Similarly, the practice of reading and expounding on scripture, accordingly to Alikin, comes from similarly practices at the Greco-Roman banquets, more so than from synagogue practices. He reasons that because synagogue reading of scripture did not take place in the context of a meal, Christians likely did not gather the tradition of reading and expounding on scripture from the Jews but rather from other associations. Such claims seem incredibly specious, given scriptures like Acts 15, where the assembly specifically designates some decisions regarding the church because the Gentiles heard the reading of the scriptures in the synagogue each Sabbath, drawing into question both the idea that Christians met separately early on and that scripture reading was drawn from a different tradition.

One thing that particularly interested me with regard to this book was the fact that it was to explore the origin of the weekly (or daily) Eucharist meal. By drawing parallels to the practice in non-Jewish meetings, Alikin has certainly shown where the practice may have originated, but by downplaying the Jewish influence throughout, the assumptions from which Alikin bases the rest of his argument call into question the accuracy of his observations.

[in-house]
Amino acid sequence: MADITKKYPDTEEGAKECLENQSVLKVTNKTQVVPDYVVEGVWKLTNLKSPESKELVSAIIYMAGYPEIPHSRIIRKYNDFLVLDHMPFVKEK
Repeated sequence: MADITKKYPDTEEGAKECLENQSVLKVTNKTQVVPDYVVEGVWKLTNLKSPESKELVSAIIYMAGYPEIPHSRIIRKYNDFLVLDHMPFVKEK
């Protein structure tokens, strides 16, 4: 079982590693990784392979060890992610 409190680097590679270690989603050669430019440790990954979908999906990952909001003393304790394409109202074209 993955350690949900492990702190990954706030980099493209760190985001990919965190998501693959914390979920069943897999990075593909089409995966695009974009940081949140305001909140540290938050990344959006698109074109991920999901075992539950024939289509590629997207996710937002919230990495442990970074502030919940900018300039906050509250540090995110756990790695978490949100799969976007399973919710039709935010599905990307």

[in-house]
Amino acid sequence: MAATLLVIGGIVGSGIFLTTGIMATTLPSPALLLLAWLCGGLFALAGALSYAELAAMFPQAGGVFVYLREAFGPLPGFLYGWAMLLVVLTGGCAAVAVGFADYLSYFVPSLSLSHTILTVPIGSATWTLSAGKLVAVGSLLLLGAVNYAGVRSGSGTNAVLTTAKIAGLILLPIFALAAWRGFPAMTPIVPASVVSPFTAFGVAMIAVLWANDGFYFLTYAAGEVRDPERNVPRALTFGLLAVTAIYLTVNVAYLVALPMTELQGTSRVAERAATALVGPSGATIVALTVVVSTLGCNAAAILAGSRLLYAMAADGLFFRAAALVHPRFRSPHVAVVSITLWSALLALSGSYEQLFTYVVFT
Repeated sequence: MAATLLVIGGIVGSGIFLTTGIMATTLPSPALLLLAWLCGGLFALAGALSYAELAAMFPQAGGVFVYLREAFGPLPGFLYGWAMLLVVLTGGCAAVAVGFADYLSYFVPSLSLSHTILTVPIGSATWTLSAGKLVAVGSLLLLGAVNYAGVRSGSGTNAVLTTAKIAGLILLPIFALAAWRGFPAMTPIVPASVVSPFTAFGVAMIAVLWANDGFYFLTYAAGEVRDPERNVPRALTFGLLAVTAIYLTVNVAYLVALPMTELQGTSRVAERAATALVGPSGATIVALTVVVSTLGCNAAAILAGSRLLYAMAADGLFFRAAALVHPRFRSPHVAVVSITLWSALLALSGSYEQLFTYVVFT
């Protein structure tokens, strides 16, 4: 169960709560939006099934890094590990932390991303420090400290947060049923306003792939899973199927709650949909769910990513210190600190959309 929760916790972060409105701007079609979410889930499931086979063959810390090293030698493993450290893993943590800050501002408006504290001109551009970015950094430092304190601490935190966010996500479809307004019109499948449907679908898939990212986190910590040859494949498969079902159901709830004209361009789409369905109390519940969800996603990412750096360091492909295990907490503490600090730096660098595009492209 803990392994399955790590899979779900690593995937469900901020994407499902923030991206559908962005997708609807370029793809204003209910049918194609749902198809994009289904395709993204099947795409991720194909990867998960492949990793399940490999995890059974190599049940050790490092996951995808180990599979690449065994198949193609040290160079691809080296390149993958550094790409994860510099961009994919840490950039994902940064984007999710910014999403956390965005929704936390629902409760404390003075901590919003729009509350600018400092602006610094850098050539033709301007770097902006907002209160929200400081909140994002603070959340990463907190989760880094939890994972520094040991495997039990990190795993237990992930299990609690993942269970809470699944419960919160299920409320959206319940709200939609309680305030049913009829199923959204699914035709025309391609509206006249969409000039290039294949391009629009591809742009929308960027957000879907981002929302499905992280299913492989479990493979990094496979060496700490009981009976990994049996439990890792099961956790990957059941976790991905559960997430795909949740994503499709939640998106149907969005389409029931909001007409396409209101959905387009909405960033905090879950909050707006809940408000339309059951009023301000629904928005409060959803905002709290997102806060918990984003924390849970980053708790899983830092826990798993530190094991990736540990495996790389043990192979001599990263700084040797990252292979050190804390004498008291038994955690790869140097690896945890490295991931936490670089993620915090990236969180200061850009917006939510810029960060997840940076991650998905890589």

Thursday, June 25, 2020

On "The Legend" by Edith Wharton (10,468 words) ****

So some author writes some cool stuff, but no one notices or cares. That's probably the tale of most writers, though most probably aren't that good, which helps explain why no one care, but sometimes there are good authors who aren't good at catching the market. This happens. This happens to Pellerin. So he leaves, drops out of society, disappears. Meanwhile, in his absence, his books catch on. Folks forge reading groups around him. Scholars write about his work. A whole philosophy of life gets based around what he has to say. And then one day, he returns, not as Pellerin but as someone else. He's heard rumors, wants to know what people think of his work. He goes to the reading groups, meets with his fans and scholars, none of whom know who he is. He even writes another book. What do you think happens? Read the story here.